Salade de betteraves ($9) will fulfill your daily beet requirement, with its glistening base of diced red beets crowned with a plume of frisée dressed in a truffle vinaigrette. Next to the beets, the truffle essence was not very discernible, but the vinaigrette was nice and tart against the earthy beets, and crumbles of a mild blue cheese set the whole affair off.
After scanning the menu, I noticed with some disbelief that there was no blanquette de veau. Off the hook! It’s not much of a summer dish, anyway. Now I’d never find out if Angèle’s veal blanquette was indeed that good. So by default I got the steak bordelaise ($21.50), which is basically Angèle’s version of steak-frites. Bordelaise sauce typically involves shallots and poached bone marrow, the former present here via whole roasted shallots just to the side of the steak and the latter nowhere to be seen.
The steak was gigantic and juicy and fatty in just the right places. I had ordered it rare, and dug into a very red slab of good meat, though there were moments when the thin but flavorful sauce didn’t stretch far enough in its seasoning role and I found myself craving salt and pepper (there was none on the tables).
The frites looked normal enough, a huge pile of them, each about the thickness of a pinkie and revealing a grease-kissed golden crispness and a robust potato flavor.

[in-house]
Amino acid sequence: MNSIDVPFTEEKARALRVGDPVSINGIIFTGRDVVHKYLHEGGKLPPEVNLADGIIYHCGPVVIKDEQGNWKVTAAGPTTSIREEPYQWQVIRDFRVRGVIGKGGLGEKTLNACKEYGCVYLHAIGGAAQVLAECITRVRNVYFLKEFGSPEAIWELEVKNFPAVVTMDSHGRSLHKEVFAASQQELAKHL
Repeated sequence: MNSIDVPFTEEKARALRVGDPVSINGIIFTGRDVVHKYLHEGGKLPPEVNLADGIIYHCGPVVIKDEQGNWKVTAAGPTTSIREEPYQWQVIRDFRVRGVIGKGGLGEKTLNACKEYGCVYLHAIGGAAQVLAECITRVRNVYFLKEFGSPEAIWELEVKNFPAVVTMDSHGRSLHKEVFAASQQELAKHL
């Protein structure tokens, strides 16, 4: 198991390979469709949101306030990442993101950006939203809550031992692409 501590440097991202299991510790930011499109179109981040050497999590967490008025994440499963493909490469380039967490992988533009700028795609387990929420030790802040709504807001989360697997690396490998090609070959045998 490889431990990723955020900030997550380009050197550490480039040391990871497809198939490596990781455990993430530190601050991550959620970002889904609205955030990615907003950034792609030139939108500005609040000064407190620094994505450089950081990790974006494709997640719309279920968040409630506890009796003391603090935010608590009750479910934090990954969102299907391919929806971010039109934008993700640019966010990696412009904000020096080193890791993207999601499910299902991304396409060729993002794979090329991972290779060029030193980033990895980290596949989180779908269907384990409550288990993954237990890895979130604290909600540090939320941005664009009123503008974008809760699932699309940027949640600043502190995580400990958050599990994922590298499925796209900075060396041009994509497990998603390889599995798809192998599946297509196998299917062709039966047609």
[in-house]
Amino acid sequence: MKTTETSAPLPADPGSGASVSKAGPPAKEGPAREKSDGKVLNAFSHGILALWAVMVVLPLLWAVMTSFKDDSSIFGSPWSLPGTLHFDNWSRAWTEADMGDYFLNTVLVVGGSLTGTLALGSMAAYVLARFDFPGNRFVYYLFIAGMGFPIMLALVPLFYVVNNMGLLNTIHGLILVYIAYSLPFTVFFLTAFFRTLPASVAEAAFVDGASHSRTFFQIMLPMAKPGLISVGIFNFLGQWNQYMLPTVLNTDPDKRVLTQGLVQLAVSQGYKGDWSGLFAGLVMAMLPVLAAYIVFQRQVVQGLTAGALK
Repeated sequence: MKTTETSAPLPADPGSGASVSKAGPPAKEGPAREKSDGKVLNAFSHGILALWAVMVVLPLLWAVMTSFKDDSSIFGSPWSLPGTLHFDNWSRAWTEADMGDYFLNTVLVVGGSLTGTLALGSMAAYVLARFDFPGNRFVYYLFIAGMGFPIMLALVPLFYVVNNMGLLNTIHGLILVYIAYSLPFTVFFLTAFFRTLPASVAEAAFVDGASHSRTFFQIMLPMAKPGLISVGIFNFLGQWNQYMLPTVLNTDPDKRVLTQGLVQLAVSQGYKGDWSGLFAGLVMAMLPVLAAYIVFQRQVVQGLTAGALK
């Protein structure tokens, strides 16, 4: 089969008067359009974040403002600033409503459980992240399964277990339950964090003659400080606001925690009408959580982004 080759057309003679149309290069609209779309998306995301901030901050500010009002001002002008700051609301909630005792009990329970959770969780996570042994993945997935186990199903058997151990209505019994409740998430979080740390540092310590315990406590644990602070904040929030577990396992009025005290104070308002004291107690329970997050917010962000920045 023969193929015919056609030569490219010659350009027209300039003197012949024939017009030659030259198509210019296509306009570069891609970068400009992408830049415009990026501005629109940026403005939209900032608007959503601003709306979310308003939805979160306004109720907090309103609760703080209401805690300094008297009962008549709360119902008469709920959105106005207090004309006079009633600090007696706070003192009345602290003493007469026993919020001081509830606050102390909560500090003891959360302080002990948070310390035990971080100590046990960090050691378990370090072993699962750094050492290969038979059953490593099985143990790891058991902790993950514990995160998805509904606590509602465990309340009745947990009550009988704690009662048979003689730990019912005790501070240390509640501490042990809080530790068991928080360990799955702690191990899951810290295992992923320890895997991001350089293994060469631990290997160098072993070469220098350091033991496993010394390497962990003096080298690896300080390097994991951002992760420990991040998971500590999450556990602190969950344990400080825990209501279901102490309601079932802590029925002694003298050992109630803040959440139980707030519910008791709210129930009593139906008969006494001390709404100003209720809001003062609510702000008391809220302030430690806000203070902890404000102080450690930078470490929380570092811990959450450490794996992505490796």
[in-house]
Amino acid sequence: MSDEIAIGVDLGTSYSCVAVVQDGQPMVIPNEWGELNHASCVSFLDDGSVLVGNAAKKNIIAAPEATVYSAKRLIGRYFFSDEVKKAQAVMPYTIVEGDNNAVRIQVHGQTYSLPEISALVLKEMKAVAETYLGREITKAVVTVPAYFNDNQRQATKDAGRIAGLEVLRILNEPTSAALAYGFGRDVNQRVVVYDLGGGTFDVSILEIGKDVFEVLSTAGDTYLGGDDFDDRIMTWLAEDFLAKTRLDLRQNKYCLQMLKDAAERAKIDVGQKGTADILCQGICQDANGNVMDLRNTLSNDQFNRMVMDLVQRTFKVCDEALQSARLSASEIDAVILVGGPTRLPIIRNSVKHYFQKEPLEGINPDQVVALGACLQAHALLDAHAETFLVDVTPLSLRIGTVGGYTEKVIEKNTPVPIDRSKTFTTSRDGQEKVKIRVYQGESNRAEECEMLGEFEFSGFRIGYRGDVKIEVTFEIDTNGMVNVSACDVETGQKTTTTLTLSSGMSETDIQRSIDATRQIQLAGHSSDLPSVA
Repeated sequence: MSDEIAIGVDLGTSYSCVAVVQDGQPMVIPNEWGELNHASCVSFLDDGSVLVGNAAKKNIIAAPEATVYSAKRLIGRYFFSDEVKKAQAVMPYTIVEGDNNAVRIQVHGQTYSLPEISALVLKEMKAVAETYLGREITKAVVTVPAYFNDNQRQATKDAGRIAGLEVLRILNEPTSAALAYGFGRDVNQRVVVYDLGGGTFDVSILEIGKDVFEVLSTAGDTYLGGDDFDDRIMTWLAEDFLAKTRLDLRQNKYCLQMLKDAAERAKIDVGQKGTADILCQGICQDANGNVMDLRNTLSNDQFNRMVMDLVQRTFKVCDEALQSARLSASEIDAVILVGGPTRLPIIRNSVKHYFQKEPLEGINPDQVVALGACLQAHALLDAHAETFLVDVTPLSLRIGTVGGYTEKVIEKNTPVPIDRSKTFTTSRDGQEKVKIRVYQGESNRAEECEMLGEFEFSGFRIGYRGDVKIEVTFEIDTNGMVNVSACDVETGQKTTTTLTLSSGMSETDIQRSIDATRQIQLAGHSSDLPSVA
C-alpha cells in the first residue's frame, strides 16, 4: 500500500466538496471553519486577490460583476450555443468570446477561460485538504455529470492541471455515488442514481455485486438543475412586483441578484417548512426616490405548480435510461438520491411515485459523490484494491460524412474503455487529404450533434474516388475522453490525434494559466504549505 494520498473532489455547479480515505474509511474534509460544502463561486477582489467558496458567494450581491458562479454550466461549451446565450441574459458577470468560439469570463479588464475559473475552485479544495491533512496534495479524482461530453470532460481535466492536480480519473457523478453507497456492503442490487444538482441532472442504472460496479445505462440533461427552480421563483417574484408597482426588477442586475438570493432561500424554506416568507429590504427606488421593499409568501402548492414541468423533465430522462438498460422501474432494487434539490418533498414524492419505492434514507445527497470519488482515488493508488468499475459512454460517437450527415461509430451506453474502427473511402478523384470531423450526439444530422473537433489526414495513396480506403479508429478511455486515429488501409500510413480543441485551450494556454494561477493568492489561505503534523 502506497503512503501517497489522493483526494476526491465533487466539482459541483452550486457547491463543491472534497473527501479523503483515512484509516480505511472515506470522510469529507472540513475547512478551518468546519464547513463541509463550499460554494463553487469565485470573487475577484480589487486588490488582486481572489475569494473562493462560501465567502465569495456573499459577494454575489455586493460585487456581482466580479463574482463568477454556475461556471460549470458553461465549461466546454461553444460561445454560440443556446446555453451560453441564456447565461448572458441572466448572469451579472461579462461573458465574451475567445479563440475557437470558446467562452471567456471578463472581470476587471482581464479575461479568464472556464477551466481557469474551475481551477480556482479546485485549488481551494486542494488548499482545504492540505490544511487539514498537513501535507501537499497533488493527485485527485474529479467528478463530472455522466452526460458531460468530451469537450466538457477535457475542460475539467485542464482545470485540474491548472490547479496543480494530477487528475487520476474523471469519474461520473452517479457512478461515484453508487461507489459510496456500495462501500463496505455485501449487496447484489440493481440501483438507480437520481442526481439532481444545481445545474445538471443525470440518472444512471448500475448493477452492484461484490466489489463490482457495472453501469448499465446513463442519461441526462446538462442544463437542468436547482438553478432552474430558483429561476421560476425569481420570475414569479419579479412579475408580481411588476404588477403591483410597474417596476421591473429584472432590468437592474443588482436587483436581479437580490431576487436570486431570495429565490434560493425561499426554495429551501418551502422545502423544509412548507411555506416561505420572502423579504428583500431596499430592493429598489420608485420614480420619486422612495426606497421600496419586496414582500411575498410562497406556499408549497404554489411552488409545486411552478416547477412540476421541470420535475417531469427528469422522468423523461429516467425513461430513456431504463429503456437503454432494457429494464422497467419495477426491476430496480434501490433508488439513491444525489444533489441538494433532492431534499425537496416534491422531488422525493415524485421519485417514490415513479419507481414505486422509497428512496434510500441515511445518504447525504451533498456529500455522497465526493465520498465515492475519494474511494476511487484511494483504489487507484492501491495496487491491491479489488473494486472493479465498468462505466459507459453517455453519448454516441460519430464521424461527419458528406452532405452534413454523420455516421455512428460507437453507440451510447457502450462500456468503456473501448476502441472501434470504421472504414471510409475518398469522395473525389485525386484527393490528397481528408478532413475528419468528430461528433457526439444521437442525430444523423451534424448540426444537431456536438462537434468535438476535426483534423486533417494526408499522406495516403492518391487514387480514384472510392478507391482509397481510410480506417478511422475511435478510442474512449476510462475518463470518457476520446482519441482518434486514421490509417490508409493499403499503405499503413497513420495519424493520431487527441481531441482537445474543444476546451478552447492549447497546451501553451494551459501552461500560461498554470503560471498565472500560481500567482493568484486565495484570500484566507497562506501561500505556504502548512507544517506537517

Angèle has a fine wine list, though their aperitif offerings (a rainbow of pastis drinks, citron pressé, Orangina, Lillet, and the like) were particularly tempting on an August night. Even so, I couldn’t help but order a glass of the house red ($6) to go with the steak. It’s just so fun to say “I’ll have a glass of the house red,” something you don’t get an opportunity to request often outside family-style Italian restaurants.
Mr. Bir du Jour stuck with beer, perhaps not the best match for seared salmon with pea shoots and basil-tomato broth ($19.50). A fragile emerald-toned fried basil leaf crowned the salmon, which was cooked to a very lovely medium. The pea shoots had been sautéed. I’d always seen them served fresh in salads before, but here they were crisp and slimy like stir-fried mung bean sprouts, only much fresher. The basil-tomato broth was a vivid opaque orange and had a creamy texture, pleasing enough that it would have been nice to have a little more napped in the bowl. Its basil flavor was subdued.
We split a side order of tomates provençale ($3.75), two fat and juicy tomato halves crowned with bread crumbs and garlic, and heated just enough to bring the sweetness of the perfectly ripe tomato to life.
How tactless is it to say that our house-made vanilla ice cream ($7) tasted like Breyer’s vanilla ice cream? After the steak, it was all I had energy for. But it was like really good Breyer’s ice cream, dense and slightly grainy, with an assertive, pure vanilla-bean flavor. Mr. Bir du Jour noted that it was a little gluey, though. Our coffees each came with a tiny madeleine perched upon the coffee spoon, a sweet little touch.
From the window of table three, we spotted lights on the river; three small boats were paddling down under the curtain of nightfall. And our server was not only very gracious and capable, but he also looked a bit like George Clooney. That was nice. And I’d rather have ice cream than blanquette du veau anyway.
Angèle Restaurant and Bar, 540 Main St., Napa. Open daily for lunch and dinner. 707.252.8115.
From the September 11-17, 2003 issue of the North Bay Bohemian.